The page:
Abstract Title:

Mediterranean diet and antihypertensive drug use: a randomized controlled trial.

Abstract Source:

J Hypertens. 2021 Jan 25. Epub 2021 Jan 25. PMID: 33496530

Abstract Author(s):

Margarita Ribó-Coll, Camille Lassale, Emilio Sacanella, Emilio Ros, Estefanía Toledo, José V Sorlí, Nancy Babio, José Lapetra, Enrique Gómez-Gracia, Ángel M Alonso-Gómez, Miquel Fiol, Lluis Serra-Majem, Xavier Pinto, Olga Castañer, Javier Díez-Espino, José I González, Nerea Becerra-Tomás, Montserrat Cofán, Andrés Díaz-López, Ramón Estruch, Álvaro Hernáez

Article Affiliation:

Margarita Ribó-Coll


OBJECTIVE: To examine in older individuals at high cardiovascular risk whether following a Mediterranean diet decreased the necessity of antihypertensive drugs and modulated their associated cardiovascular risk.

METHODS: In the PREvención con DIeta MEDiterránea study, we assessed whether volunteers randomly allocated to an intervention with a Mediterranean diet enriched with extra-virgin olive oil or nuts (relative to a low-fat control diet) disclosed differences in the risk of: initiating antihypertensive medication in nonusersat baseline (n = 2188); and escalating therapy in participants using one, two, or three drugs at baseline (n = 2361, n = 1579, and n = 554, respectively). We also assessed whether allocation to Mediterranean diet modified the association between antihypertensive drug use and incident cardiovascular events.

RESULTS: Participants allocated to Mediterranean diet interventions were associated with lower risk of initiating antihypertensive therapy [5-year incidence rates: 47.1% in the control diet, 43.0% in MedDiets; hazard ratio = 0.84, 95% CI (0.74--0.97), in a model adjusted for age, sex, and recruitment site]. Volunteers using two drugs at baseline in the Mediterranean diet intervention enriched with extra-virgin olive oil decreased their risk of therapy escalation [5-year incidence rates: 22.9% in the control diet,20.1% in the MedDiet; hazard ratio = 0.77, 95% CI (0.60--0.99)]. Allocation to Mediterranean diet interventions attenuated the association between antihypertensive therapy at baseline and incidence of major adverse cardiovascular events (P interaction = 0.003).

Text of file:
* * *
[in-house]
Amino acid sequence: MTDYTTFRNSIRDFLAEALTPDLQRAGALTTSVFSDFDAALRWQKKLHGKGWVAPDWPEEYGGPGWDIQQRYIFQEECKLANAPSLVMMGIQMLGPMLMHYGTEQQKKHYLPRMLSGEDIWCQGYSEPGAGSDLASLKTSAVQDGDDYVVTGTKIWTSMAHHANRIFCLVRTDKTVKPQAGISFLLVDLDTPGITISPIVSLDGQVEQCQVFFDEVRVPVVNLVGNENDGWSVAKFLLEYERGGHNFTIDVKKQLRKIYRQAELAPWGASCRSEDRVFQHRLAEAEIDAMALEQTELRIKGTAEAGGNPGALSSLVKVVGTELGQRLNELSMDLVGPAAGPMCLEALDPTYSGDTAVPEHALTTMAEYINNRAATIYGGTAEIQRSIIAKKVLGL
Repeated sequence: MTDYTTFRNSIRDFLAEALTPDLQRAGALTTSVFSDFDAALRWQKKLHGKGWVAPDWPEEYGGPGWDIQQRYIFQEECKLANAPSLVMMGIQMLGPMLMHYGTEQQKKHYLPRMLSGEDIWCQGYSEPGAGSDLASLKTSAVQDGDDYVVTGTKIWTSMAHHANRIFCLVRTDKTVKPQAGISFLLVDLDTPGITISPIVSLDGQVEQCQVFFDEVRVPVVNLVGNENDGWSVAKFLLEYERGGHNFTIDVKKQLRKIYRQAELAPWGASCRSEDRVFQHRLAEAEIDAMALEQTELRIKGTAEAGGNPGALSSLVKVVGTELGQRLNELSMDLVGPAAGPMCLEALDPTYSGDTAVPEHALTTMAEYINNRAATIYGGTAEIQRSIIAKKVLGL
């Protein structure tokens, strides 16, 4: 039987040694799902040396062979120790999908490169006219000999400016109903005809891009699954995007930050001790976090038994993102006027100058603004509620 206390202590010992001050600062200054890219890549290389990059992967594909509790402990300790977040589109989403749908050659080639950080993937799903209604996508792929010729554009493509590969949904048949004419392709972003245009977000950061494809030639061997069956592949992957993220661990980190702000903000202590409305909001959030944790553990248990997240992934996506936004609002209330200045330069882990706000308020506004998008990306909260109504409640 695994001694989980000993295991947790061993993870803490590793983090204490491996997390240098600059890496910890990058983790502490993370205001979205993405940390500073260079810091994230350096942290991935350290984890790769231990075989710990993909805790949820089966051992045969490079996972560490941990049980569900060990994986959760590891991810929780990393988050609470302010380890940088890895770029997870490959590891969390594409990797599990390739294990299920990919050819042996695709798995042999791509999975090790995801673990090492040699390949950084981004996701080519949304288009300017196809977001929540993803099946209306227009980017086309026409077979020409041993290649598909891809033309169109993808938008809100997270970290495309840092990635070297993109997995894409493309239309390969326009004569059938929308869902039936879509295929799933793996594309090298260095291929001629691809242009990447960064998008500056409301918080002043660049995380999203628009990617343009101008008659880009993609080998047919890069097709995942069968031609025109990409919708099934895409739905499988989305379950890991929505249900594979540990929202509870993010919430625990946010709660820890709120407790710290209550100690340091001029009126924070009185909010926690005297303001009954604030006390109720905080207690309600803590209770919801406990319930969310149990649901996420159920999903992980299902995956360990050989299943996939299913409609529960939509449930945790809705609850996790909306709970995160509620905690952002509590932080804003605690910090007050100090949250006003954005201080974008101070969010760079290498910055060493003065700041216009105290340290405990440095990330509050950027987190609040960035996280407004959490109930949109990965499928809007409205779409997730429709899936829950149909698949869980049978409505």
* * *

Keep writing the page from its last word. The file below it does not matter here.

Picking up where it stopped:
CONCLUSION: In an older population at high cardiovascular risk, following a Mediterranean diet reduced the risk of initiating or escalating antihypertensive medication and attenuated cardiovascular risk in antihypertensive drug users.

Print Options

Key Research Topics

Sayer Ji
Founder of GreenMedInfo.com

Subscribe to our informative Newsletter & get Nature's Evidence-Based Pharmacy

Our newsletter serves 500,000 with essential news, research & healthy tips, daily.

Download Now

500+ pages of Natural Medicine Alternatives and Information.

This website is for information purposes only. By providing the information contained herein we are not diagnosing, treating, curing, mitigating, or preventing any type of disease or medical condition. Before beginning any type of natural, integrative or conventional treatment regimen, it is advisable to seek the advice of a licensed healthcare professional.

© Copyright 2008-2021 GreenMedInfo.com, Journal Articles copyright of original owners, MeSH copyright NLM.